I’ve personally owned a 2 room family sized tent, the Columbia Cougar Flats II, which has since been discontinued. It held 3 people in each room comfortably with all their gear. Currently, I own a 3 person dome tent, as well as a 3 ½ person tunnel tent.
3 Things to Consider When Purchasing a Tent
- Always underestimate the boxes’ specifications.
- When it says the tent fits 4-6 people on the box, it usually means it’s spacious enough for 2-3 people.
- Is this tent just for you, or do you plan on sharing?
- Do you want a tent with a vestibule, to store your gear/shoes?
- What type of fabric is the tent made out of?
- Most tents today are made out of either nylon or polyester. For the most part, they’re equally good fabrics. Polyester is a bit better because when wet the material doesn’t get loose or baggy and it lasts longer under UV light exposure.
- Are the seams double stitched?
- Are the zippers cheap/flimsy or are they heavy duty?
- What are the quality of the tent poles?
- How many seasons is the tent rated for?
- 2 season tents: Spring, Summer, and Fall (for mild rain and winds)
- 3 season tents: Spring, Summer, and Fall (can withstand heavy rain and winds)
- 4 season tents: Spring, Summer, Fall, and Winter
Tent fabrics have a waterproof rating system, also known as Hydrostatic Head. The hydrostatic head rating for tents are as follows:
- 1000mm– protection from “light showers”
- 2000mm– for general year-round use (i.e., heavy rain/wind)
- 3000mm– for extreme weather conditions (i.e., expedition/mountain tents)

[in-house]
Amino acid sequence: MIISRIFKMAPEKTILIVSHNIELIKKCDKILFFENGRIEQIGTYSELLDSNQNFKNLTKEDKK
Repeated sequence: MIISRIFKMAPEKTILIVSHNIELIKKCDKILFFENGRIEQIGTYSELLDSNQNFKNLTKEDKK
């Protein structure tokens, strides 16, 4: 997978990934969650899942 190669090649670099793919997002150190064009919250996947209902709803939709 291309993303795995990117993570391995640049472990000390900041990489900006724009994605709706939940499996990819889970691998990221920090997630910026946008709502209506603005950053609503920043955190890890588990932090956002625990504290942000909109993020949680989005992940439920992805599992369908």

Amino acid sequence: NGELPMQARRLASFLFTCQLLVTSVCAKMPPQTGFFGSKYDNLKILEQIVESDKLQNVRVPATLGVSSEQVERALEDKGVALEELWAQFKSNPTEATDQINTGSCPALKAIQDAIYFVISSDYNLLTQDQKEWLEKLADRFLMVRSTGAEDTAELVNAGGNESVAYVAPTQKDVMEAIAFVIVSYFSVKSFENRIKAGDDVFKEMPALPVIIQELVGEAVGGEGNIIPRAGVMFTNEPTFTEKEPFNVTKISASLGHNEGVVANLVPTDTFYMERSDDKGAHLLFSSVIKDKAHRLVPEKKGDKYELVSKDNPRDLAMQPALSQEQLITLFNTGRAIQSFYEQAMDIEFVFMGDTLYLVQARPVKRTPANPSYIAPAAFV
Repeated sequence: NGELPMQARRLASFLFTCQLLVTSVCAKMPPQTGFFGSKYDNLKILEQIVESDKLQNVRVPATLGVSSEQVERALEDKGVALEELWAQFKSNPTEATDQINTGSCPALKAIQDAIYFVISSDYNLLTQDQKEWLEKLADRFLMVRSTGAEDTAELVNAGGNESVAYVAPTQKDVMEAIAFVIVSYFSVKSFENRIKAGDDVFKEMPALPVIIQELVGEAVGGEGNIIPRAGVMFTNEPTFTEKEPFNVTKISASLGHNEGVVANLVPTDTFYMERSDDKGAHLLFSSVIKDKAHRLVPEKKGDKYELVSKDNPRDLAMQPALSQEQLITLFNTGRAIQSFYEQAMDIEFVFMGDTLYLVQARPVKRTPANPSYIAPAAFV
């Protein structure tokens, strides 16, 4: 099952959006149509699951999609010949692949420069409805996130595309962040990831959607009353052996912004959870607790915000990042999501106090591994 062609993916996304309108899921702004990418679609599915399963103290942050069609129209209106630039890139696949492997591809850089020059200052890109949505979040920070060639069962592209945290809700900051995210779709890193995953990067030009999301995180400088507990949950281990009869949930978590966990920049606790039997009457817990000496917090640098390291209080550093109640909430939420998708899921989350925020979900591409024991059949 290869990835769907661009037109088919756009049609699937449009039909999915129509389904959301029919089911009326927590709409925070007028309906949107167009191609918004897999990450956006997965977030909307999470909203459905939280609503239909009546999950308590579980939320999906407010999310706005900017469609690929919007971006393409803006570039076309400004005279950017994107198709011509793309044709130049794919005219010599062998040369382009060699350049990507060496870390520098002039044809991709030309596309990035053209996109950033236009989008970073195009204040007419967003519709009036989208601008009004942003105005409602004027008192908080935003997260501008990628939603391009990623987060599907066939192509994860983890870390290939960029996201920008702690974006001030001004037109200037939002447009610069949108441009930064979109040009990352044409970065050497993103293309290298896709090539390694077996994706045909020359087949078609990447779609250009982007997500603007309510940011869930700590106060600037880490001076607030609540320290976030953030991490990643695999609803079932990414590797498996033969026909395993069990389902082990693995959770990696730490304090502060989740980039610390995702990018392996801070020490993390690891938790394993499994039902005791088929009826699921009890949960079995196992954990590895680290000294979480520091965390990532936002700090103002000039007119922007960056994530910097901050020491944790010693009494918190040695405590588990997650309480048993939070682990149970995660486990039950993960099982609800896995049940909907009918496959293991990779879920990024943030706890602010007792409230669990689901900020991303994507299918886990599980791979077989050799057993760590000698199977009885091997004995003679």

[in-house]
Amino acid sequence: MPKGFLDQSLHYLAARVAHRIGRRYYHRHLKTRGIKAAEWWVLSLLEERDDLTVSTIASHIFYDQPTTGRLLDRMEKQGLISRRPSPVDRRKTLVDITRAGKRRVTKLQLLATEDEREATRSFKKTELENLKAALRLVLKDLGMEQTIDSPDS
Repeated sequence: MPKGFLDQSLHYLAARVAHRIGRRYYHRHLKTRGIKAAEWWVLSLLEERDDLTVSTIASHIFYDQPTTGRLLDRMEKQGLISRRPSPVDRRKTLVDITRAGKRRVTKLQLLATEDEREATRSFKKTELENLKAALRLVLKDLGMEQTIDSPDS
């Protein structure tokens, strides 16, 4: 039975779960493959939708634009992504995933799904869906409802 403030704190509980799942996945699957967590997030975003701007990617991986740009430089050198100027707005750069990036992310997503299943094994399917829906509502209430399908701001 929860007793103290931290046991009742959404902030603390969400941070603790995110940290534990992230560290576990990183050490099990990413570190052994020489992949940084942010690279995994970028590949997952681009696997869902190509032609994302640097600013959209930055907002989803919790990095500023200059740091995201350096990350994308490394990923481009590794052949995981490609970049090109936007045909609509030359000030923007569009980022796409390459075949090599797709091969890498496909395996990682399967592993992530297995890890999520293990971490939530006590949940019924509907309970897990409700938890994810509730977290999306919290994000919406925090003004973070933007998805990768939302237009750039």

The higher the number, the better the protection. For car camping, I personally wouldn’t buy anything under 2000mm. You never know what type of weather conditions you may run into.
This is the place for everyone to hang out in to get out of the rain and/or away from bugs. I’ve owned a few canopies over the years and the Coleman Instant Shelter Screen has by far been the best.
- Extremely spacious (12×10)
- Can fit a 6 foot folding table inside with room for 5-6 people and their camp chairs
- Easy and fast to set up
- Encased with a mesh netting
Treat your tent and canopy with a seam sealer before use.
At some point down the line, your tent/canopy’s waterproofing will begin to deteriorate; use a spray sealer. Can also be used to waterproof tarps.
You can buy a hammock for a relatively cheap price ($15-$20). Strap it between two trees and you have a place to sleep for the night. Tie another rope above you from tree to tree, lay a tarp over that rope and stake the 4 sides of the tarp to the ground. There’s your protection from the rain.
They also sell hammocks that have a netting, so bugs don’t bite you during the night. Also, one’s with netting and a cover for the rain.
One of the most versatile and thought out hammocks that I’ve come across is the Hennessy Hammock.
Basic Tarp Shelter
Paracord tied between two trees. Lay the tarp symmetrically over the paracord and stake the 4 corners of the tarp down.